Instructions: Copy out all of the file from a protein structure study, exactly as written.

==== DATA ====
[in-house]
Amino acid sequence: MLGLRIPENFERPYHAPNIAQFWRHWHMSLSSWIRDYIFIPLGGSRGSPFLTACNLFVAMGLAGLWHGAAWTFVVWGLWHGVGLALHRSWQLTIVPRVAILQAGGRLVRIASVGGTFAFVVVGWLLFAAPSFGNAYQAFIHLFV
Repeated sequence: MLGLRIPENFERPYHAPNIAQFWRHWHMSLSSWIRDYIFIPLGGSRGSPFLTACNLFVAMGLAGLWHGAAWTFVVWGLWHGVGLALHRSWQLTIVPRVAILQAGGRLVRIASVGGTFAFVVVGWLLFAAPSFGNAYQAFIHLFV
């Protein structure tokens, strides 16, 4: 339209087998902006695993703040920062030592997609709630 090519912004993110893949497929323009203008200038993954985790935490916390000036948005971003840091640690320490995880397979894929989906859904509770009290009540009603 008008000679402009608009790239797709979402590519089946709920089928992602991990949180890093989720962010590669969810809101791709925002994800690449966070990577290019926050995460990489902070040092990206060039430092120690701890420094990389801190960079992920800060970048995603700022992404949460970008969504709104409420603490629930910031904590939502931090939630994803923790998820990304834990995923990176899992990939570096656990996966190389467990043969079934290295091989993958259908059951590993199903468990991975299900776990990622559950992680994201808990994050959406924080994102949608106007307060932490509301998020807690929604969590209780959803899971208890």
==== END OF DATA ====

[in-house]
Amino acid sequence: MLGLRIPENFERPYHAPNIAQFWRHWHMSLSSWIRDYIFIPLGGSRGSPFLTACNLFVAMGLAGLWHGAAWTFVVWGLWHGVGLALHRSWQLTIVPRVAILQAGGRLVRIASVGGTFAFVVVGWLLFAAPSFGNAYQAFIHLFV
Repeated sequence: MLGLRIPENFERPYHAPNIAQFWRHWHMSLSSWIRDYIFIPLGGSRGSPFLTACNLFVAMGLAGLWHGAAWTFVVWGLWHGVGLALHRSWQLTIVPRVAILQAGGRLVRIASVGGTFAFVVVGWLLFAAPSFGNAYQAFIHLFV
């Protein structure tokens, strides 16, 4: 339209087998902006695993703040920062030592997609709630 090519912004993110893949497929323009203008200038993954985790935490916390000036948005971003840091640690320490995880397979894929989906859904509770009290009540009603 008008000679402009608009790239797709979402590519089946709920089928992602991990949180890093989720962010590669969810809101791709925002994800690449966070990577290019926050995460990489902070040092990206060039430092120690701890420094990389801190960079992920800060970048995603700022992404949460970008969504709104409420603490629930910031904590939502931090939630994803923790998820990304834990995923990176899992990939570096656990996966190389467990043969079934290295091989993958259908059951590993199903468990991975299900776990990622559950992680994201808990994050959406924080994102949608106007307060932490509301998020807690929604969590209780959803899971208890």